Even the humble doodle is powerful. You don’t have to be a consummate maestro. The chicken scratch is quite a beast. Any kind of free drawing is a seriously impressive way for our brains to work – causing them to think, imagine, play, conceive and create ideas. The act of it releases so much value in the process whether alone or in teams. It should become compulsory.
There is a truly well crafted article on Medium called the The War on Wordsmiths by Ali Eteraz and while I agree with pretty much all of it I struggle immensely that we can ever do away entirely with the quality application of words. And there is no need.
The issue is education and valuing language properly. We need to get back to identifying and using the right words and deploy them in the right way. I’m beginning to loathe many words in common use because they have mostly been hijacked. But in the right hands words can conjure serious mojo – give out a very powerful magic.
In my own practice – drawing and writing has to be in balance – it’s right at the heart of why any of it is valuable. I cannot imagine a drawing without words. Nor words without the drawing. It just would not have the utility.
Drawing To Conclusions
We sketch, doodle, draw and create this way so as to become creative – to get our ideas across to others. My crusade is to make the skill of drawing so natural and important that it’s taught in schools, accepted in business, and access to it improved in whatever way technology can enable. But never to the exclusion of words or the education that’s required to put the tools of words and images to proper use.
For me the real power of both the visual and the written combination comes from the meaning of each element that’s created within a bigger frame.
Putting it simply, whether it’s an abstract or a real interpretation of something, I don’t get value from it unless it can speak to me. For it to speak to me there has to be some sense in it – it has to tell me something. A story.
I focus on the frame and the tension in that frame and then each of the elements deep within all of that. I call that ‘structure’. And it’s incredibly powerful when the result stands up and quite literally speaks for itself. Truly magical when that structure reveals that combination of meaning, purpose and creativity that wasn’t there before.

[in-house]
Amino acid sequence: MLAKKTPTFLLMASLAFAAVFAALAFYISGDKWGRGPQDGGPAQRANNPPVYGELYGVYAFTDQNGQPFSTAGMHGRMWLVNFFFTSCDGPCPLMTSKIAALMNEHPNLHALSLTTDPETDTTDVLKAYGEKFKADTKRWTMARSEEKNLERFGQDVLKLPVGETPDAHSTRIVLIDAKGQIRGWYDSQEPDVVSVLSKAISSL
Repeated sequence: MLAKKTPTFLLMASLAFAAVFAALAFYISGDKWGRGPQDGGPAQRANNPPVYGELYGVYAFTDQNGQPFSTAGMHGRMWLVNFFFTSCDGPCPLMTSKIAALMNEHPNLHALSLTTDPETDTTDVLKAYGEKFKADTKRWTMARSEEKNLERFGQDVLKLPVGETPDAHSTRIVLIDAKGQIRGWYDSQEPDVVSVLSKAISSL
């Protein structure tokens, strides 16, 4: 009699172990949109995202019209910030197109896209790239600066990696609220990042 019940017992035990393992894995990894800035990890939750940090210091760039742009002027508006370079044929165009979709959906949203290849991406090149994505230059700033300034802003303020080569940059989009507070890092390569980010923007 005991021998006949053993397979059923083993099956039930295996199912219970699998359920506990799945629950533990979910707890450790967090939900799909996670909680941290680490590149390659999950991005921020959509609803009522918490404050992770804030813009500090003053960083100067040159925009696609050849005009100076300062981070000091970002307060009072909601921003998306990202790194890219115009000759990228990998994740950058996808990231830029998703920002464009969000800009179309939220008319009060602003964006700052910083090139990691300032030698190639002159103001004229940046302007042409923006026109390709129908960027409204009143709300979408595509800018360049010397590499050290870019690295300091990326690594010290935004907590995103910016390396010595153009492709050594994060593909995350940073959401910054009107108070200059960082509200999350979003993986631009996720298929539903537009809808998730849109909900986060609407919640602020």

For many years now my medium has been the wall, electrostatic paper and dry erase markers. Im very open to new innovation in this area but they would be very hard to beat. Like the meeting rooms I get arrested in they cover a multitude of sins.
- To transform corporate dirt with electrostatic paper obliterating any trace of the command and control is a sheer joy.
- To dismantle the paraphernalia of ‘torture’ – (zero output office furniture) delivers huge pleasure.
- To draw structures and frameworks that takes teams of people on a journey to their dreams on those very walls is – well it’s a privilege.
We see movement
- A sketch, sketched publicly, is persuasive. When you draw in front of other people, they get to “go along for the ride”, and this helps them feel some degree of ownership in the output. This means that they’ll be more likely to advocate for your ideas and support them, because they feel a personal connection to the process that spawned the ideas.
- “Owning” the whiteboard is one of the fastest ways to gain control of a room. It establishes focus. It forces an agenda (“We’re talking about this and not that, see?”), and more importantly, allows you to deliver on that agenda.
- Holding the pen is to hold the power of most rooms - it is to hold the definitive source of truth, or the “last word”.
- Sketching is the fastest form of visual thinking – I can create a sketch of a complex system in the amount of time it takes Adobe Creative Suite to complain about needing to be upgraded; pen on whiteboard is a medium that allows ideas to be captured before they dissipate, before they have a chance to be judged as “not worth it.”
- The ability to sketch what someone else is saying is fundamental to participatory design practice. As we strive to integrate “end users” into our design process through forms of co-design, we often need to act as the output mechanism for people who are too shy or unwilling to be publicly creative. Sketching is a critical part of that process.
If these simple ideas were practiced by people in pursuit of thinking about the purpose of things then I would wager we would design everything on Earth far better. And I mean everything.
People would be able to contribute to more meaningful outcomes, value would be exchanged – the real meaning of things would be shared, issues would be dealt with openly. Creativity would be at the fingertips of everyone.
Meeting rooms – where great thinking was surely intended – would be creating rather than sapping our energy. You get my drift.
Drawing is one of the key skills humans require for progress – especially as we’ve become so hamstrung by our words – the semantic dance we play out and go to war about as a result.
Things could be so darned different. Even when we are designing meeting rooms.